Do any of these conversations sound familiar?

  • A supervisor in your organization approaches you and says, “I don’t get it. My team is bright and has the technical skills needed to do their jobs. We’ve invested so much developing them, but they aren’t meeting objectives. How can we get them to stop duplicating efforts and waiting around for permission? What do we need to do for them take initiative to get the job done?”
  • A disappointed employee comes to you and says, “This is the third promotion that has gone to someone less qualified. I don’t understand why I’m being overlooked. What should I do?”
  • You are talking to your friend and hear yourself say, “I’m being left out of important conversations and don’t have the resources needed to do my job. How do I get heard at work?”

If so, the solution may lie in learning how to make better requests that others will support. In a 2016 survey of almost 1,200 professionals in a wide variety of fields, 96 percent said they could have improved their results by asking for a little bit more or taking more of a risk.

What prevents people from requesting what they really want? Many fear that asking questions of someone with a higher status or authority may cause repercussions or a loss of respect. Also, there is a reluctance to ask when people perceive a difference in age; education; life experiences, including upbringing; or wealth. Research shows that women restrain themselves from asking more often than their male peers, especially when the term “negotiation” is used.

It’s Okay to Be a Smart Ask!

People who make bold requests improve their chances of being heard. By asking powerful questions, you improve your ability to influence and show confidence, no matter what the subject. Use these reminders when encouraging others to make requests for what they need.

Be polite. More than 30 percent of people in the 2016 survey reported they are more likely to decline a request if the person is inconsiderate or has bad manners. Being nice is sign of strength, not weakness.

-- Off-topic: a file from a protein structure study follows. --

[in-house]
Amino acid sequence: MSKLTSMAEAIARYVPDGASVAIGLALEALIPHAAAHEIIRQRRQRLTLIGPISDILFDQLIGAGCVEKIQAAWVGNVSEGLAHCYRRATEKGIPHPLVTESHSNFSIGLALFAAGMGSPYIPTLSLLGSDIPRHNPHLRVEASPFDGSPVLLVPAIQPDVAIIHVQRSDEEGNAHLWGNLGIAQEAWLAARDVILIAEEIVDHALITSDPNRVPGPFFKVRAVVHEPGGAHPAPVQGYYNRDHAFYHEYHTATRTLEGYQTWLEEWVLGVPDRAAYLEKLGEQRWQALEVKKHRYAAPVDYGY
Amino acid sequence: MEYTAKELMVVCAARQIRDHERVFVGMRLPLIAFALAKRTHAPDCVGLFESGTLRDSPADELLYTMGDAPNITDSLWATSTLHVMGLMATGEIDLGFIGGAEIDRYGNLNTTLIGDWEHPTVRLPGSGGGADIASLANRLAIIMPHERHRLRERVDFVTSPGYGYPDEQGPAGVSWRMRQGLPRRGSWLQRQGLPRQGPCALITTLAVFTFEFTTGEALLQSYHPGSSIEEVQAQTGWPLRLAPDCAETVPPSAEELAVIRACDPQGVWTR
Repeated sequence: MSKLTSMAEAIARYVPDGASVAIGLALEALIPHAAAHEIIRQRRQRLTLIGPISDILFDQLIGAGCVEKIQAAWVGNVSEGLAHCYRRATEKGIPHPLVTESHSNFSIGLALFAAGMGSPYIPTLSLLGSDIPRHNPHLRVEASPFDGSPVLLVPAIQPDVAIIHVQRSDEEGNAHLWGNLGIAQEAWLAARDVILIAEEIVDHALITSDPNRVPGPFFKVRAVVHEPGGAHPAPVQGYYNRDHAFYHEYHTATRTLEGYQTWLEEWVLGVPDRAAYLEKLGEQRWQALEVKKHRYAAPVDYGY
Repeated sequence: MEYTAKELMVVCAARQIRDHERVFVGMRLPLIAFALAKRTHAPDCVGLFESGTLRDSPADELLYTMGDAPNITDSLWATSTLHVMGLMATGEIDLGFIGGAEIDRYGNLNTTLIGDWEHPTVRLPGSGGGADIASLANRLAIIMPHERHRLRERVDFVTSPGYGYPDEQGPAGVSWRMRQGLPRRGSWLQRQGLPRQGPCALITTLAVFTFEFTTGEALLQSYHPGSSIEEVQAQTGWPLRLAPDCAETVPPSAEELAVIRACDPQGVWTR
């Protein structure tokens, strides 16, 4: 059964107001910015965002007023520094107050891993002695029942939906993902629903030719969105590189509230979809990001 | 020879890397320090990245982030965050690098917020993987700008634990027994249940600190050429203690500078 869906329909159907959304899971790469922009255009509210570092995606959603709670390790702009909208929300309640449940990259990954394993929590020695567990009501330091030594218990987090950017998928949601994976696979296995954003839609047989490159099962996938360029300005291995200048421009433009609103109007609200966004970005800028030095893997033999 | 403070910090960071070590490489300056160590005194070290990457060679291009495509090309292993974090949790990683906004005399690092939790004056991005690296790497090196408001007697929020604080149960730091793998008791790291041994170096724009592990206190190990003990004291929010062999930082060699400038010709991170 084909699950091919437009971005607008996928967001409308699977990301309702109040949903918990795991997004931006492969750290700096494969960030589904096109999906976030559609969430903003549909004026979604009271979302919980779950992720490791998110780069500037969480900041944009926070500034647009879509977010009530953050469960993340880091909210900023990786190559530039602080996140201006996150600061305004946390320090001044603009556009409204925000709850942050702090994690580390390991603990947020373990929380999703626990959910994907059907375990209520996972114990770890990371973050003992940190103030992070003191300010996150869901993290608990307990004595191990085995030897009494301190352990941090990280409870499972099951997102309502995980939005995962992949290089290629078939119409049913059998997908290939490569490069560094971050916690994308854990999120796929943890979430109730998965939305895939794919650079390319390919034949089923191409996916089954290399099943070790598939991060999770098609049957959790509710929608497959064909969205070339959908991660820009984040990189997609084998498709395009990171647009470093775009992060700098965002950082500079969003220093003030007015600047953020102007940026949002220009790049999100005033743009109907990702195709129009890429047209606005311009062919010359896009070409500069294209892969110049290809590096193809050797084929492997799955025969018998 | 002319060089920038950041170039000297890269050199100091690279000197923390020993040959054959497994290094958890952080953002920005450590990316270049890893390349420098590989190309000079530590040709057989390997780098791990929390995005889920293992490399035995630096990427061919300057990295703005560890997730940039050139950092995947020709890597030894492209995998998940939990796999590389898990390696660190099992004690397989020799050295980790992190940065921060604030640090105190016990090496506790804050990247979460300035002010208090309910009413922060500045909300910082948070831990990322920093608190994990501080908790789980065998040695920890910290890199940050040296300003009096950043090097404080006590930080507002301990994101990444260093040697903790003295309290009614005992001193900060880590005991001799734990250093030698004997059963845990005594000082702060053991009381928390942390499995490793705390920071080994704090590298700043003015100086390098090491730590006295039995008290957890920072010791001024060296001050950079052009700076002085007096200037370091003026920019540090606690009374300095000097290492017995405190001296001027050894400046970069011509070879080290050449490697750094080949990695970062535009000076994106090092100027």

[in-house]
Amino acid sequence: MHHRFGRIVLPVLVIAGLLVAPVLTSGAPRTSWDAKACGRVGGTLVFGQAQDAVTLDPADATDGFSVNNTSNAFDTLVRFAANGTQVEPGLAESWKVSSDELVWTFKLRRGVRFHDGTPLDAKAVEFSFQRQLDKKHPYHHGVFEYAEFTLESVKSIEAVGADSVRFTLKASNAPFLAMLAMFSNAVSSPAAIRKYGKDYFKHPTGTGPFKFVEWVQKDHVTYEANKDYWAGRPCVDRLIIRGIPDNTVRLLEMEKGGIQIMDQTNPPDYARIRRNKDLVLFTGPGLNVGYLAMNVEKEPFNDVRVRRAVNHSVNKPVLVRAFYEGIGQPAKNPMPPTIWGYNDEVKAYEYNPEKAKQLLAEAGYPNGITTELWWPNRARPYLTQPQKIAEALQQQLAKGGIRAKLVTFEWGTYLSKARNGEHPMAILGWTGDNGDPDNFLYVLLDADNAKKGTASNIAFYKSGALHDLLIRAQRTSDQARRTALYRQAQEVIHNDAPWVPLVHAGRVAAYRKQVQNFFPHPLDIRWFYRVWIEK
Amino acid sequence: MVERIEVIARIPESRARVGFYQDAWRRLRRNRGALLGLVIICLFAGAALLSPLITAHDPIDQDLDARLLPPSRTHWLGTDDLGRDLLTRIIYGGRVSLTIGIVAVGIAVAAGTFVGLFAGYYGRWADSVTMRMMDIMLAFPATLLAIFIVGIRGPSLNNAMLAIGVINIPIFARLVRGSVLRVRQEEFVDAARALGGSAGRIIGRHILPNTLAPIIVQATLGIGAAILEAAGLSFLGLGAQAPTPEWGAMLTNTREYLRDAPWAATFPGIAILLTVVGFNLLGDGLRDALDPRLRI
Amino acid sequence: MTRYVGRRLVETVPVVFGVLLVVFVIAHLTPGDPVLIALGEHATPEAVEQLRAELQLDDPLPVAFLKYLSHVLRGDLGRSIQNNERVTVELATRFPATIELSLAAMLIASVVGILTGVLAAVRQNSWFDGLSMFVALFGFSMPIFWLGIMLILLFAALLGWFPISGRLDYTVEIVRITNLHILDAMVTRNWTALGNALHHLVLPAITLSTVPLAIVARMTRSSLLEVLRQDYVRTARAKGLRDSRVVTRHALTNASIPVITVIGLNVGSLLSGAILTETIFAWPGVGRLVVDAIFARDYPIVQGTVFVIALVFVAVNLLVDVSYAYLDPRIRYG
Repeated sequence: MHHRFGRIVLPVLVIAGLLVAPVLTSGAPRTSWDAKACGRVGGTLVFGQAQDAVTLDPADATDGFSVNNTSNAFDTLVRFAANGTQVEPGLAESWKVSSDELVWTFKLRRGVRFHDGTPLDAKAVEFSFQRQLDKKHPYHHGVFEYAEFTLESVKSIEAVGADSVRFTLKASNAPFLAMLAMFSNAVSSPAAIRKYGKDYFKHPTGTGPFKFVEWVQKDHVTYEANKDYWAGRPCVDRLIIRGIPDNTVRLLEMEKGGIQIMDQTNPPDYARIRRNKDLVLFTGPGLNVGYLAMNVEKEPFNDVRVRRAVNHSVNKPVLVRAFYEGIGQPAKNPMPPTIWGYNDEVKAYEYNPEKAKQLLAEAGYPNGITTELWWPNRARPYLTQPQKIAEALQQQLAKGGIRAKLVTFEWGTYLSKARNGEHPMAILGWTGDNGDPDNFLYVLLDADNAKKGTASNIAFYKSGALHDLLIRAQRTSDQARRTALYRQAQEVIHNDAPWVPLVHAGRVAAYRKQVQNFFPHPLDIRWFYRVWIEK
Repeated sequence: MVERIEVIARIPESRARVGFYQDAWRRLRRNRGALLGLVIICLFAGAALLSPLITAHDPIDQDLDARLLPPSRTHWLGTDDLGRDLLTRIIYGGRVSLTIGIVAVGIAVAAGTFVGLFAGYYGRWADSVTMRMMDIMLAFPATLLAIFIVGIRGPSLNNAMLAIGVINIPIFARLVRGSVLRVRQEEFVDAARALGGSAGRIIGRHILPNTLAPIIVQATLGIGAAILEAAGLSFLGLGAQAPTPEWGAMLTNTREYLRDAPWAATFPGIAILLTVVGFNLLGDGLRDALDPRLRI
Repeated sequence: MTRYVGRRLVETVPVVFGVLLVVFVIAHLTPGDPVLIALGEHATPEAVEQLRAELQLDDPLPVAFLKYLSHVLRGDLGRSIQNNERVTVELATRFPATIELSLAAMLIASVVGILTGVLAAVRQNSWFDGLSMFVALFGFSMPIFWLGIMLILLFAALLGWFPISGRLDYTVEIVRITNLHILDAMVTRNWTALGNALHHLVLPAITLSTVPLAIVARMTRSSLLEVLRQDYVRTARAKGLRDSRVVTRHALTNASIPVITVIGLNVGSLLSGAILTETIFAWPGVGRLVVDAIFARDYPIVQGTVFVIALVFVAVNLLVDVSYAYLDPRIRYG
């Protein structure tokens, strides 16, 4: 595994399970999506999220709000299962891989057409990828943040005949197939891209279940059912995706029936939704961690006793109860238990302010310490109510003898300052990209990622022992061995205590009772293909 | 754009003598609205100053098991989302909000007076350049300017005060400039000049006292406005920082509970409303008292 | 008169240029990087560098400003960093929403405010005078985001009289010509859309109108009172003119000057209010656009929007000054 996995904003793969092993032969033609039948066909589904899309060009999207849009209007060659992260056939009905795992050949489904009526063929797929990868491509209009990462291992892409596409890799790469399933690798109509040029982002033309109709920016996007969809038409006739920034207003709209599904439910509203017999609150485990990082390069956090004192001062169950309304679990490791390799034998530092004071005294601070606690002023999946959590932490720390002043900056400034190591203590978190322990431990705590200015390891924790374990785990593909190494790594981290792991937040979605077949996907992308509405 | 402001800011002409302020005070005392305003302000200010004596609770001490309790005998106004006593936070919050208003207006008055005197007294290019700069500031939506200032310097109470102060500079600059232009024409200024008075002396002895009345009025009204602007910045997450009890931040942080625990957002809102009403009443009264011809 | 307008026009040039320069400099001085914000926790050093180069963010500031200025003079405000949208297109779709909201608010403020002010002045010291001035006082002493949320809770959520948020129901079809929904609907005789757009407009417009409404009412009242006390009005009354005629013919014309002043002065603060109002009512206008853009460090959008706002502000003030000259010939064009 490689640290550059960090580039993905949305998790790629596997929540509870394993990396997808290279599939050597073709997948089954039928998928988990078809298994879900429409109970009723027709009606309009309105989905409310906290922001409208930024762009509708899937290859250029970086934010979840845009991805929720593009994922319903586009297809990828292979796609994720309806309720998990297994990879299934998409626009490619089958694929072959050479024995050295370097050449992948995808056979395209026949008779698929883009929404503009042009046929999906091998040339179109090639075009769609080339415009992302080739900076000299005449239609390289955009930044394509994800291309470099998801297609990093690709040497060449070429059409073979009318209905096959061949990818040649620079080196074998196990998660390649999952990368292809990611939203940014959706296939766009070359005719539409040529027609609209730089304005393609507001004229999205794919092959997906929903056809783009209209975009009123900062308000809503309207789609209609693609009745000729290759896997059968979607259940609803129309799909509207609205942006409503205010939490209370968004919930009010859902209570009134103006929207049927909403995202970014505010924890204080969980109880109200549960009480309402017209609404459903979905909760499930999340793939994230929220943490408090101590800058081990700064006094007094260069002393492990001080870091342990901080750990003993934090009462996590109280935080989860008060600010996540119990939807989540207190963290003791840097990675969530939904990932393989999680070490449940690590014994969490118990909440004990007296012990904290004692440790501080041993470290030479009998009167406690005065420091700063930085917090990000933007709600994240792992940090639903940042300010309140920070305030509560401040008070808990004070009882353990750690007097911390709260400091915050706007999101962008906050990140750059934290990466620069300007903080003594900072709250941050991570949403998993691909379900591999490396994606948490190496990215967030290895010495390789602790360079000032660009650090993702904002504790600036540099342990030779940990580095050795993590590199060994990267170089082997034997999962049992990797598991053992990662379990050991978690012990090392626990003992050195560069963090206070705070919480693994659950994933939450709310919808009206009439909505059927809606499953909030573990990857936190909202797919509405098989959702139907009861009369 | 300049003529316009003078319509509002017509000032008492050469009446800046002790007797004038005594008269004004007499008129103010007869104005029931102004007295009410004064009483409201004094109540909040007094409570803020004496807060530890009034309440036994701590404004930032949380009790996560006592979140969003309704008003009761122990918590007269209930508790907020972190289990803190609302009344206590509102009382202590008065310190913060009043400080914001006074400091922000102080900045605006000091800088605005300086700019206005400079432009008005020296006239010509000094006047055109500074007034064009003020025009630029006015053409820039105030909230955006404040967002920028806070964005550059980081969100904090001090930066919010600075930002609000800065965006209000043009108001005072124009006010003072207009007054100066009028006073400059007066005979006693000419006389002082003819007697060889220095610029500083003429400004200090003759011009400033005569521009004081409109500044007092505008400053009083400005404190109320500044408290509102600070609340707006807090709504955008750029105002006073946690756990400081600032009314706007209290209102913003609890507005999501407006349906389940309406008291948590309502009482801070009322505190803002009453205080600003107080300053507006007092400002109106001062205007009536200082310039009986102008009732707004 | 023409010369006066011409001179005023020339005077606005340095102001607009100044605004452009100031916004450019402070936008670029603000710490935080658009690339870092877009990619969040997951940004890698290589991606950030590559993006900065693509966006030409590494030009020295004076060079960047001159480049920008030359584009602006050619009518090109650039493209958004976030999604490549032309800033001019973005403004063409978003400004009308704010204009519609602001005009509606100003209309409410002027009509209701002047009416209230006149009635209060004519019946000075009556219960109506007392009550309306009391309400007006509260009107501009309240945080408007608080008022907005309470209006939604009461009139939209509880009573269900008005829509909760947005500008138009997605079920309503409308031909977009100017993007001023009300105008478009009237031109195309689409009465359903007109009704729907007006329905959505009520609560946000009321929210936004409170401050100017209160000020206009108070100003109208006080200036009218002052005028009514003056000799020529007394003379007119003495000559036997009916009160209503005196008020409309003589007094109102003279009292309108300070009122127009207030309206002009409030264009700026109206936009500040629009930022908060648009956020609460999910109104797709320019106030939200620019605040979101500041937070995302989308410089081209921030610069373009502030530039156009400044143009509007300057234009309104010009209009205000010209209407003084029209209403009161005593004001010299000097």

Make your requests to people who can make decisions. Look for people who have the ability to say “yes.” The powerless only have the authority to say “no.”

Stay curious. Live in the question. Even when you are surprised by a situation, you can ask questions like, “What’s the best way for us to discuss this issue?” or, “If you were me, what would you be asking?”

Allow time for people to consider your request. You may have thought about asking for a while, but your request could be news to the other person. They may need to consider factors you aren’t aware of or determine how they could grant your decision. Give people time.

Receive an answer. Your goal in asking is to obtain information and a reply, even if the response is “no” or “not yet.” With an answer to your request, you can choose to adjust, adapt and move ahead. You save time, resources and mental effort. Most importantly, you stop wondering what could be if only you had the courage to ask.

Build trust. One-third of survey respondents reported they would deny a request if they don’t trust or respect the other person. Asking gives you the opportunity to listen and establish trust. When you request what you want up front, people stop searching for your hidden agenda.

Be prepared to experience shockingly good outcomes. It’s not unusual for people to ask for something they feel is outrageous and then report that the person on the receiving end wasn’t shocked by the request. Some will be delighted to help or wonder why the request wasn’t made sooner. Survey results show one of the toughest requests is a raise. Yet, more than half of the people who asked for a raise (51 percent) received it – and 9 percent of those people actually received more than they asked for.

Feel the fear. Stretch outside your comfort zone with your request. Ask for a little more than you think you deserve. Don’t hold yourself back from asking because you wouldn’t grant the request.

It will help others. Sixty-five percent of survey respondents were more comfortable asking on behalf of someone else (such as a child, employee, client or someone in their care). If you are stalling to make a request, mentally reframe your reason to ask. Ask on behalf of someone who will also benefit. For example, if you speak up at an intimidating meeting, the answer you receive often helps other members of the group.

There is magic in asking for what you want. The most remarkable result is how people feel after they ask. When you feel the fear and ask anyway, you gain confidence and a greater sense of self-worth. Even better, people who ask outrageously receive outrageous results beyond work. When they make asking a habit, they experience benefits in all areas of their lives.